Finally, I’ll end my little rant – though I could go on – with words of praise for the third member of my triumvirate:  the routing.  Like the great Scottish links you are taken “out and back”, though there’s a great deal less predictability about proceedings, several holes like the eighth and fifteenth playing perpendicular to the out and back holes, and others like sixteen and seventeen doing the same in part.  The first time visitor to Ballybunion steps onto tees and at first can’t quite believe their eyes; at no point is the chapter before them to have been expected, even if they’ve taken the liberty of reading up on the battle they’re about to do.  Up and down, left and right, you weave through those great dunes, never tiring of the surprises that unfold.  Neither are the walks from green to tee arduous or, worse, contrived – perhaps, if we are to nitpick in our assessment, aside from that up to the seventeenth tee, though that’s to be forgiven for the view, to my mind.  It really is an exhilarating walk from the start to the very end.

In due course you’ll hear me shouting from the rooftops as to why Lahinch is, in the narrow stakes of golf course architecture, superior to Ballybunion Old.  But for now I hope you’ll join me in appreciating – whether you’ve been there or whether there are friends in Ballybunion you’ve yet to meet, as they say – what is truly a magnificent place, in every sense of the word.  I haven’t waxed lyrical about the beauty of the place, because I’ve said enough, and I think you’ll see from the few photos above that words would only be inadequate in any case.  Go there, and see for yourself.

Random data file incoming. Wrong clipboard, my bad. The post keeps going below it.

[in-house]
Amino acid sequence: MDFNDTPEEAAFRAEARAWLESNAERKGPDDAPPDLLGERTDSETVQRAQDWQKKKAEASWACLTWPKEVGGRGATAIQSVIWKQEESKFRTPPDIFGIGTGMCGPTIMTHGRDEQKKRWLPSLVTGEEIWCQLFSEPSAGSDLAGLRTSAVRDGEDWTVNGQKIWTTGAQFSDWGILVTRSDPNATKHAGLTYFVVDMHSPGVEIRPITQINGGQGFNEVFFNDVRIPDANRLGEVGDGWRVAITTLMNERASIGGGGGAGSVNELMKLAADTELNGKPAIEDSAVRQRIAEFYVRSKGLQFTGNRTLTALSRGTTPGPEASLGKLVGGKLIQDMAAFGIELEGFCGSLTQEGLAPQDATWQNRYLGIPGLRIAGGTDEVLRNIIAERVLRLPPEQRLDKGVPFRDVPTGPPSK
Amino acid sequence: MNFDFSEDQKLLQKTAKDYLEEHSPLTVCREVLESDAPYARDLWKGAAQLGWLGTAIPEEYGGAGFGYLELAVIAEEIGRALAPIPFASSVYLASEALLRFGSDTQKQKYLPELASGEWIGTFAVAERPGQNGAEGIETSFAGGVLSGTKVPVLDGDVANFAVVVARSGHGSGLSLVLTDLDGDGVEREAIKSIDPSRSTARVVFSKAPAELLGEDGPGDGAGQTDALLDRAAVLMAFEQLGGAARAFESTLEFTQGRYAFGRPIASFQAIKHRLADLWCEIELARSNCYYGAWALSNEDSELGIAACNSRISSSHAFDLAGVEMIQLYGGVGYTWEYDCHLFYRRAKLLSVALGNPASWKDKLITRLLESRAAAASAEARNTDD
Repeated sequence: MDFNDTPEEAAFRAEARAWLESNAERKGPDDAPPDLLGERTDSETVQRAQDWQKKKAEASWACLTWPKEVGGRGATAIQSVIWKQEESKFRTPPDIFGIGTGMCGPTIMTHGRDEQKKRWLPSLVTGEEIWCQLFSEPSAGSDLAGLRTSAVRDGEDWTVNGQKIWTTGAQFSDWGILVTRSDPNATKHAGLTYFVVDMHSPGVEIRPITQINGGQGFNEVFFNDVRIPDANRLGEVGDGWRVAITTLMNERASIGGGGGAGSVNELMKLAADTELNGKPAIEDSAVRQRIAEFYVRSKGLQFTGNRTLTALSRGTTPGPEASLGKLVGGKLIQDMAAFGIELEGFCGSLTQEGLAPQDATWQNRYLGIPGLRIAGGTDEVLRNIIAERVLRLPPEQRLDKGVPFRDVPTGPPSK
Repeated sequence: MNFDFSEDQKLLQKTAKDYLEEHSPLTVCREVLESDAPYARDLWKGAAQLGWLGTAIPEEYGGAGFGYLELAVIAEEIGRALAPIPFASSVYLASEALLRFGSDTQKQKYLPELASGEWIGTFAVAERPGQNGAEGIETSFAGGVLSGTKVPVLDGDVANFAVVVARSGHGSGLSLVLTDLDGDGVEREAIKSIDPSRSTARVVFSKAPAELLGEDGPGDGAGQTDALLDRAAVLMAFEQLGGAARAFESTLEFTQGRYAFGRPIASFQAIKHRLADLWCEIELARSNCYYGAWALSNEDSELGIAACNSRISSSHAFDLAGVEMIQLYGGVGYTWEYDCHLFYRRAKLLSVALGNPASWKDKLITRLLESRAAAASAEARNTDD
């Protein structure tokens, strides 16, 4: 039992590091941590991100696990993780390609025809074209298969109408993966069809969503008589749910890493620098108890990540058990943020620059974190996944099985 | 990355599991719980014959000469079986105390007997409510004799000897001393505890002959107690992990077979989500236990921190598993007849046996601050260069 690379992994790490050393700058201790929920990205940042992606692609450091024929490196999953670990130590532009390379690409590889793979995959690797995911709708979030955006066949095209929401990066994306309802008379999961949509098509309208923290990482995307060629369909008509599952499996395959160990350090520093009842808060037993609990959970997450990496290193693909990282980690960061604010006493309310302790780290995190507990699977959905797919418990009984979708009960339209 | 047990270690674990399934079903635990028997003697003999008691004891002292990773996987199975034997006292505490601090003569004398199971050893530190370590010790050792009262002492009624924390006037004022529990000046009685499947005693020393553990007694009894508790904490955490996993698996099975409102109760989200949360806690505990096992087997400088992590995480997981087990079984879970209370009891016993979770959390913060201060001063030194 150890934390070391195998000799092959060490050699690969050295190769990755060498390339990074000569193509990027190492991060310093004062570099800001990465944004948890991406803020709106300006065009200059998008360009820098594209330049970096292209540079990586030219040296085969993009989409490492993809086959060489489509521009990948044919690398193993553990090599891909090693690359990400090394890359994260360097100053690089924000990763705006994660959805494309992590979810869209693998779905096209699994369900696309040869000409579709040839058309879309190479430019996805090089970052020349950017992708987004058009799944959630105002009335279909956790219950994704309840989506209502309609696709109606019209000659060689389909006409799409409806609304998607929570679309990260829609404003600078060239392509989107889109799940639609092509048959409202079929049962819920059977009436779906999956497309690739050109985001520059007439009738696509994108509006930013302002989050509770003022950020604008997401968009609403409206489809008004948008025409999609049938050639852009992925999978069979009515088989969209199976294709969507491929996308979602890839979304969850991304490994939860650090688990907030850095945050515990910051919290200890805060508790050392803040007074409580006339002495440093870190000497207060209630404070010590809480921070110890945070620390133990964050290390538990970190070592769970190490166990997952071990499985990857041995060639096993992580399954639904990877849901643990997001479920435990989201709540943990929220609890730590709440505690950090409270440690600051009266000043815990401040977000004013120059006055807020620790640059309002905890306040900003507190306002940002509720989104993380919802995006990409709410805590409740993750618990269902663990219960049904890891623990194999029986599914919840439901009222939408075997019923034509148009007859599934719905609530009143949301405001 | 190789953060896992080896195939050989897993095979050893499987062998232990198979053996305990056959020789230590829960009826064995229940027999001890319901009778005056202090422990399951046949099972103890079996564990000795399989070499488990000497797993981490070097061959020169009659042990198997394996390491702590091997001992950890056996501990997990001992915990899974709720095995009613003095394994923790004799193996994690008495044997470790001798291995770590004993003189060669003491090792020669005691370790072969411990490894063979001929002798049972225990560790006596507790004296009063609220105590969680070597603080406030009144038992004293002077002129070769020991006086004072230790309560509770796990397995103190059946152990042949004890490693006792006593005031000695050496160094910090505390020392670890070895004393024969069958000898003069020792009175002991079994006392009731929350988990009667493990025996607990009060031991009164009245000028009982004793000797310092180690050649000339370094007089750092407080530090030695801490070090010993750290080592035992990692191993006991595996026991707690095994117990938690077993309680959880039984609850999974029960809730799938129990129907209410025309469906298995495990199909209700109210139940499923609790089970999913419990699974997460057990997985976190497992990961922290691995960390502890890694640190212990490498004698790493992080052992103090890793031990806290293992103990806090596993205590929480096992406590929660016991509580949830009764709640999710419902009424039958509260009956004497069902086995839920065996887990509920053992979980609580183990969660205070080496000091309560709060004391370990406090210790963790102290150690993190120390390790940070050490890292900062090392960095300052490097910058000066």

I must thank Vari McGreevy and Ballybunion Golf Club for their quite amazing hospitality, and once again, Nora and Marie in the front office for bringing a smile to two tired faces on Friday morning last.  Credit must also go to Steve Carr for his photography, which the club was kind enough to share with us for these purposes.  The lot of you are legends in our books, and neither of us will ever tire of visiting you over in Kerry across the years to come, of that I have no doubt.